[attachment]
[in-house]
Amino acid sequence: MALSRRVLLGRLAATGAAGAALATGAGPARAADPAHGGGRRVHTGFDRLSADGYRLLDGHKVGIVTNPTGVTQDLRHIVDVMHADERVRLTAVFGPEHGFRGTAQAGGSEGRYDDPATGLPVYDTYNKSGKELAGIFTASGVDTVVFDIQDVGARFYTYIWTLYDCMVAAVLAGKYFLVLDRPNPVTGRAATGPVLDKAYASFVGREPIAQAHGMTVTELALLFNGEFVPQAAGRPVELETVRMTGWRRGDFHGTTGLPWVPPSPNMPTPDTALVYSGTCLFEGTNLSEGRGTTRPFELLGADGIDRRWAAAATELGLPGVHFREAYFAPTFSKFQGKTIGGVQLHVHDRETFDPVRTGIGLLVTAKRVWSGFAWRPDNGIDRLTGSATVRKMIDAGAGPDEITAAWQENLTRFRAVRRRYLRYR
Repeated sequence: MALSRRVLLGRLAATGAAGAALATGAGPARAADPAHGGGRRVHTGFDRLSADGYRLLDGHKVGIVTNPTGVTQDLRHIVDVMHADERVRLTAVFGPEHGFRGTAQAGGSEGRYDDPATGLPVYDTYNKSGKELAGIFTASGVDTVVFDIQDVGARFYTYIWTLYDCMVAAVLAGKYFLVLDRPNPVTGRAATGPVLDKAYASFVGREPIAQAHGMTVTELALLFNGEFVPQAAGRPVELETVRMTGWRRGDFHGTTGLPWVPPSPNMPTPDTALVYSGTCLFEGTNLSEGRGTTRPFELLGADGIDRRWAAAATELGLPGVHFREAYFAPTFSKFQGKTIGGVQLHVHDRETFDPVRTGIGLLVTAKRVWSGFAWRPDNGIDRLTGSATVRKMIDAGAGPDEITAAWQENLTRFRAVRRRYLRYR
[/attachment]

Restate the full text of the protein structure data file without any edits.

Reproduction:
[in-house]
Amino acid sequence: MALSRRVLLGRLAATGAAGAALATGAGPARAADPAHGGGRRVHTGFDRLSADGYRLLDGHKVGIVTNPTGVTQDLRHIVDVMHADERVRLTAVFGPEHGFRGTAQAGGSEGRYDDPATGLPVYDTYNKSGKELAGIFTASGVDTVVFDIQDVGARFYTYIWTLYDCMVAAVLAGKYFLVLDRPNPVTGRAATGPVLDKAYASFVGREPIAQAHGMTVTELALLFNGEFVPQAAGRPVELETVRMTGWRRGDFHGTTGLPWVPPSPNMPTPDTALVYSGTCLFEGTNLSEGRGTTRPFELLGADGIDRRWAAAATELGLPGVHFREAYFAPTFSKFQGKTIGGVQLHVHDRETFDPVRTGIGLLVTAKRVWSGFAWRPDNGIDRLTGSATVRKMIDAGAGPDEITAAWQENLTRFRAVRRRYLRYR
Repeated sequence: MALSRRVLLGRLAATGAAGAALATGAGPARAADPAHGGGRRVHTGFDRLSADGYRLLDGHKVGIVTNPTGVTQDLRHIVDVMHADERVRLTAVFGPEHGFRGTAQAGGSEGRYDDPATGLPVYDTYNKSGKELAGIFTASGVDTVVFDIQDVGARFYTYIWTLYDCMVAAVLAGKYFLVLDRPNPVTGRAATGPVLDKAYASFVGREPIAQAHGMTVTELALLFNGEFVPQAAGRPVELETVRMTGWRRGDFHGTTGLPWVPPSPNMPTPDTALVYSGTCLFEGTNLSEGRGTTRPFELLGADGIDRRWAAAATELGLPGVHFREAYFAPTFSKFQGKTIGGVQLHVHDRETFDPVRTGIGLLVTAKRVWSGFAWRPDNGIDRLTGSATVRKMIDAGAGPDEITAAWQENLTRFRAVRRRYLRYR